PEM Source

Your source for all things Pediatric Emergency Medicine

All posts with tag: "airway"

Tips and Tricks

The Coach at has a great podcast on using the VBG in situations where we used to try to get an ABG (which was never fun to do in small children). From the podcast: the rule of 4’s: (note ABG values are always higher): VBG pH is 0.04 lower than ABG pH VBG pCO2 is 4 lower than ABG pCO2 VBG pO2 is approximately 40 lower than ABG pO2 The bottom line is that for most of our clinical concerns, we can use VBG to assess pH and pCO2, and O2 sat to assess oxygenation. VBG may be less reliable in shocky or hypercapneic patients (but end-tidal CO2 will be useful in hypercapneic patients). When do we really need an ABG? When we want to calculate the Aa gradient, looking for e.g. VQ mismatch, shunt, or a diffusion problem.
Two tips for intubating the obese patient:
  1. Position the patient: build a sizeable ramp to position the patient such that his/her ears are at the level of the sternal notch, and his/her face is parallel to the ceiling
  2. Position yourself: keep your back straight, your left elbow in, and lift (don't crank). If you're having difficulty summoning enough muscle, try straightening your left arm at the elbow to make use of your stronger upper arm muscles, rather than just your forearm.
Two great resources: Obese Difficult Airway Airway Jedi Step by Step (scroll down to the "How you lift matters" section)
Having trouble with bag valve mask ventilation? Don't forget to use adjunctive airways - nasopharyngeal for conscious patients, oropharyngeal for unconscious. Reuben Strayer's great video here advocates placing 2 nasal airways and an oral airway, then bagging over those, for the difficult to bag patient. You can also place an ETT adaptor (pull the adaptor off the tube) into a nasal airway and bag the nasal airway directly - see more information here. Don't forget, nasal airways are measured from the nostril to the tragus of the ear, and oral airways are measured from the center of the mouth to the angle of the jaw.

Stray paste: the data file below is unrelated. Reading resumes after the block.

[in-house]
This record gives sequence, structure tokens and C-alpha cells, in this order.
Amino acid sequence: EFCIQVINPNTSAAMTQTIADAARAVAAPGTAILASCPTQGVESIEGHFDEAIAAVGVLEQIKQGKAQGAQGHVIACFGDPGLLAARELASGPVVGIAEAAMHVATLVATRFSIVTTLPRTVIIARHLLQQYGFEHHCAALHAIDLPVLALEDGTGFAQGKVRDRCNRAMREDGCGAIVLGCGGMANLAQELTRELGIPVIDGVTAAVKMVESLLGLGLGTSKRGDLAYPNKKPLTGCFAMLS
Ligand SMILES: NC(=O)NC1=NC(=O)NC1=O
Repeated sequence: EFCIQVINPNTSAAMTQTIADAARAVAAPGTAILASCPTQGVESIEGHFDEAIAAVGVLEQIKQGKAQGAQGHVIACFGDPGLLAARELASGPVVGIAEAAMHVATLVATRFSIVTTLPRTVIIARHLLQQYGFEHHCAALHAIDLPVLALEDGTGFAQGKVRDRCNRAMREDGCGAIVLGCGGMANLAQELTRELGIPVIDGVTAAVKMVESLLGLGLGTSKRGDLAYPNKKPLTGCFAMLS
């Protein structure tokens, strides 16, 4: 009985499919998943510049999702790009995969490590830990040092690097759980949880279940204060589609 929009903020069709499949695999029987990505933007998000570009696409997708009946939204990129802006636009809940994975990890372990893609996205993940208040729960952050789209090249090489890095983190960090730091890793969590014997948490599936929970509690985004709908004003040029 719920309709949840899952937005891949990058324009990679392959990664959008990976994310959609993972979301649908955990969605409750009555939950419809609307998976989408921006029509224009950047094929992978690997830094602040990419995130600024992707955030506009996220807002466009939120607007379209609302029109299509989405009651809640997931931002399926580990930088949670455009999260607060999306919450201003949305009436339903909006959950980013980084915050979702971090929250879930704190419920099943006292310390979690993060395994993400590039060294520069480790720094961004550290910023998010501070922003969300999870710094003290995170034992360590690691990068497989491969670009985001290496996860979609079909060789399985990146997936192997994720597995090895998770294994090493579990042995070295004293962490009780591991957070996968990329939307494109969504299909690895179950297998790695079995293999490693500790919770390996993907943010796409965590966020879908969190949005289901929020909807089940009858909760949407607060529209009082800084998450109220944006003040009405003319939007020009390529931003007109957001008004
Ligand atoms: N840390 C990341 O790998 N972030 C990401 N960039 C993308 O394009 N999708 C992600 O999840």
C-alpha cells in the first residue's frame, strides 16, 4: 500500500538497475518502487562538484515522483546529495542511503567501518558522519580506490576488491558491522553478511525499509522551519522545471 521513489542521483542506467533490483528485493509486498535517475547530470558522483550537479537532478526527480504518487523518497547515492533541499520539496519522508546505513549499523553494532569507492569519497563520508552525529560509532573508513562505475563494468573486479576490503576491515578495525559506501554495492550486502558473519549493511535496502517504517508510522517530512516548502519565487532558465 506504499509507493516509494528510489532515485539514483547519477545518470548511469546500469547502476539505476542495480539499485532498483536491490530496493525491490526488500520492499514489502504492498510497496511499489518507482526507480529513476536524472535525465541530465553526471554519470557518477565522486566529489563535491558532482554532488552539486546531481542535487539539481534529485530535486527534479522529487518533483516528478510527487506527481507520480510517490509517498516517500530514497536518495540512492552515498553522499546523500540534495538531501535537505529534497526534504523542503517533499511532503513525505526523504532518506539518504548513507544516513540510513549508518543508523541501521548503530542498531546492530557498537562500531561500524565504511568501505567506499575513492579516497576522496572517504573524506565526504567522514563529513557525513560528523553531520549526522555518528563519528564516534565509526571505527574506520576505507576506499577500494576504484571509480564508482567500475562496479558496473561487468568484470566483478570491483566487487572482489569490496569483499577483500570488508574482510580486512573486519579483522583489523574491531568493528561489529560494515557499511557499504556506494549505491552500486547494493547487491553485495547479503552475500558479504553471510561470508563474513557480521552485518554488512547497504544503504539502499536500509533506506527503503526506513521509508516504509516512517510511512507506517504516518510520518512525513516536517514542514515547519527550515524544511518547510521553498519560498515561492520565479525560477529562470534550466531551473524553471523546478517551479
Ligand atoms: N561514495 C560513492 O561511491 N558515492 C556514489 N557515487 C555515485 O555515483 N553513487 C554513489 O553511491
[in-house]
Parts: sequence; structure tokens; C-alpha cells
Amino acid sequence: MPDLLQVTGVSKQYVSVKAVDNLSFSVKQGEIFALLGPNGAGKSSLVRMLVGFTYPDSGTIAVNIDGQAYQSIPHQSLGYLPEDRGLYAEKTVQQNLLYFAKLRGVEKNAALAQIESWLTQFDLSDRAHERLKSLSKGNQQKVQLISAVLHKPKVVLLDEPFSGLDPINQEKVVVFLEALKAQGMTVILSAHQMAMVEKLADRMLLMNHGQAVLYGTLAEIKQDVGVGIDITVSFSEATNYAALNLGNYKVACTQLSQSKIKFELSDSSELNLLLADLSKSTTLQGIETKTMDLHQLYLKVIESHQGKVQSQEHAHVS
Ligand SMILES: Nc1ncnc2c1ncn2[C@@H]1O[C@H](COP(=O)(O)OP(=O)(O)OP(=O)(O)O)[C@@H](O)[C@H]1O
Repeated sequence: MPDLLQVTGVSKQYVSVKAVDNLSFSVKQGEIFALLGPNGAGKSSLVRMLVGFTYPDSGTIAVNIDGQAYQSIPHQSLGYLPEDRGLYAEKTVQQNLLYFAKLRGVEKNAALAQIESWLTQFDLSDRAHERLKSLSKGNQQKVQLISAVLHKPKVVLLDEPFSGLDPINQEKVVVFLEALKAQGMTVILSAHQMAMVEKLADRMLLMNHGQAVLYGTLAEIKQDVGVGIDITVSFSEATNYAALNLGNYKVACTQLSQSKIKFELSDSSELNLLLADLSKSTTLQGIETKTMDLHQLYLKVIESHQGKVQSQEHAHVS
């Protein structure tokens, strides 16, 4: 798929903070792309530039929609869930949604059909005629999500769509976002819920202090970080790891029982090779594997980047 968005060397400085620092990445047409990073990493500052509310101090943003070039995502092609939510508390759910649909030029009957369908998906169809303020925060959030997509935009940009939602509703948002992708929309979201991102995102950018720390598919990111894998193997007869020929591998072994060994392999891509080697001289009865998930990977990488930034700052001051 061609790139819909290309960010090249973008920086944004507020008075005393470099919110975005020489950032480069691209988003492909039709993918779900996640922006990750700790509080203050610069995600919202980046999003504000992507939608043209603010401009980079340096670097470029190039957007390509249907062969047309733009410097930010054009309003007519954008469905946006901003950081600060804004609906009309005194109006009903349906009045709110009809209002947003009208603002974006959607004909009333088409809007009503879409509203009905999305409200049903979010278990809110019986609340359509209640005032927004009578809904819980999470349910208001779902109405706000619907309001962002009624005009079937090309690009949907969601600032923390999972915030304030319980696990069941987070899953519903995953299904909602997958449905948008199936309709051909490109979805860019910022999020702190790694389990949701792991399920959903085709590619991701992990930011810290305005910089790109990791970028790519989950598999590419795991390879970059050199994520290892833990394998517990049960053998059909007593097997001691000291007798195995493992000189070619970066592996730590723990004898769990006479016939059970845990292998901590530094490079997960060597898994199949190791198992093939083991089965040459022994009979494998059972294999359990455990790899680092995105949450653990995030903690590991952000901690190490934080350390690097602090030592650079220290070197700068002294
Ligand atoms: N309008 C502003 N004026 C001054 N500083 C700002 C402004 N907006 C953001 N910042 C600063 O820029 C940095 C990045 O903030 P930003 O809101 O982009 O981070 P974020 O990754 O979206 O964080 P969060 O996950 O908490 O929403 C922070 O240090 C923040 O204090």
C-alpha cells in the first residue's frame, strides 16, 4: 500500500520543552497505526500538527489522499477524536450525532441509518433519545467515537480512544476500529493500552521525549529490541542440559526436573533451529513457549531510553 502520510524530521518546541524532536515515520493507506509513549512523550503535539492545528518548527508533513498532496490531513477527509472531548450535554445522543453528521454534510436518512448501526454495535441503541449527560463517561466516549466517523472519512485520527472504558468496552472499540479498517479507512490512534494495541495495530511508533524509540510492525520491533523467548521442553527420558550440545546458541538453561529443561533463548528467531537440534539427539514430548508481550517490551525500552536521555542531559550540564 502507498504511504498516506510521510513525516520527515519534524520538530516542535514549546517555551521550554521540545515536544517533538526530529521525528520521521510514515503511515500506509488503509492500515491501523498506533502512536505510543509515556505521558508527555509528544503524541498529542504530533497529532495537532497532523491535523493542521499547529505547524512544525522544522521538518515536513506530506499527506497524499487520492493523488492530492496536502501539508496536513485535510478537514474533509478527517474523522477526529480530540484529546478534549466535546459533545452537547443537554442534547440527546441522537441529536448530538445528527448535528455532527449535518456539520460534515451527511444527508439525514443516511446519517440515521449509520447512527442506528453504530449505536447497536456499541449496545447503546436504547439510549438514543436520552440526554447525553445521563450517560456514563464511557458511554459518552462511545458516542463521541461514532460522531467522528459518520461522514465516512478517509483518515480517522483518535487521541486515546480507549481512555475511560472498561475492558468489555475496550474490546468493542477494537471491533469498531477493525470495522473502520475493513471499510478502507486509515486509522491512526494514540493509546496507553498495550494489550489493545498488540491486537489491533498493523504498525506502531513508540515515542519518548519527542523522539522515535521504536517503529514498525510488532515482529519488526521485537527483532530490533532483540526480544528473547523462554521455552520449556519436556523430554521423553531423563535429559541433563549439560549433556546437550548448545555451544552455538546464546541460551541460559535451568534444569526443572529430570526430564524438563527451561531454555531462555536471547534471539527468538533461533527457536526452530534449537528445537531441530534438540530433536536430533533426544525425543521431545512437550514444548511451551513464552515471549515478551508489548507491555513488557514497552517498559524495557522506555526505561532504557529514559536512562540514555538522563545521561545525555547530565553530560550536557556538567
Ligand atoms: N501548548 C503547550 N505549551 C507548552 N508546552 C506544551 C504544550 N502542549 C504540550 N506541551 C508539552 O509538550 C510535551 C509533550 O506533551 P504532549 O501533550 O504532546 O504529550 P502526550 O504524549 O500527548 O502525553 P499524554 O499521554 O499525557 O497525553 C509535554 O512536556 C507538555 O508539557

Thanks to Tim Horeczko for tube-tape-tap mnemonic Peds Sizing  
Easily remember the approximate Oxygen-Hemoglobin dissociation curve as follows: PaO2 40 corresponds to SaO2 70% PaO2 50 corresponds to SaO2 80% PaO2 60 corresponds to SaO2 90% This rule along with a lot of other handy RT knowledge can be found here Read more about PaO2 vs SaO2 at here

PEM Questions

(Click the link to comment and to vote - voting not working through email, sorry!) For which of the following patients is a laryngeal mask airway (LMA) as a temporizing measure after failure of intubation contraindicated? [yop_poll id="86"]
(Click the link to comment and to vote - voting not working through email, sorry!) You are caring for a 4 year old child struck by a car. The child has significant maxillofacial trauma, a large parietal hematoma, and a GCS score of 7. Attempts to intubate with direct and video laryngoscopy have been unsuccessful due to blood obscuring visualization of the airway, and you are only partially able to oxygenate and ventilate the child with bag-mask ventilation, with an O2 sat on 100% FiO2 of 80%. [yop_poll id="44"]
(Click the link to comment and to vote - voting not working through email, sorry!) You receive word that the clinic is rushing over a patient with a genetic syndrome and respiratory distress. You have a few moments to look in the electronic chart of the patient and set up the resuscitation room. Which of the following syndromes would make you concerned for a potential difficult airway scenario? [yop_poll id="19"]